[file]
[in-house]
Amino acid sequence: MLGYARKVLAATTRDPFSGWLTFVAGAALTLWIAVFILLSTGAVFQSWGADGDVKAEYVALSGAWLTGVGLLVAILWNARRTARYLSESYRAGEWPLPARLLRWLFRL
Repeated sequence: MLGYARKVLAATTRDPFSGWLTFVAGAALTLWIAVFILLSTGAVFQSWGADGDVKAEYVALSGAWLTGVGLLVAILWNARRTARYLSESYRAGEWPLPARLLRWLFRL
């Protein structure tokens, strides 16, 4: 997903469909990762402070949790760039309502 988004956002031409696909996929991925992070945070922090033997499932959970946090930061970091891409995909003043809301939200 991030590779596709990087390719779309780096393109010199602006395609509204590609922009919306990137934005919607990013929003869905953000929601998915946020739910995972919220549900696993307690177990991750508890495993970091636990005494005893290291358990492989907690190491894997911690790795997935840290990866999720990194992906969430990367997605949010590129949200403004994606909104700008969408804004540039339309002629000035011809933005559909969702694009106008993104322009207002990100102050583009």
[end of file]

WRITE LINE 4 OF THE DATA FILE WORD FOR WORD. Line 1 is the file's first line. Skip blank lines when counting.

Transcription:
């Protein structure tokens, strides 16, 4: 997903469909990762402070949790760039309502 988004956002031409696909996929991925992070945070922090033997499932959970946090930061970091891409995909003043809301939200 991030590779596709990087390719779309780096393109010199602006395609509204590609922009919306990137934005919607990013929003869905953000929601998915946020739910995972919220549900696993307690177990991750508890495993970091636990005494005893290291358990492989907690190491894997911690790795997935840290990866999720990194992906969430990367997605949010590129949200403004994606909104700008969408804004540039339309002629000035011809933005559909969702694009106008993104322009207002990100102050583009």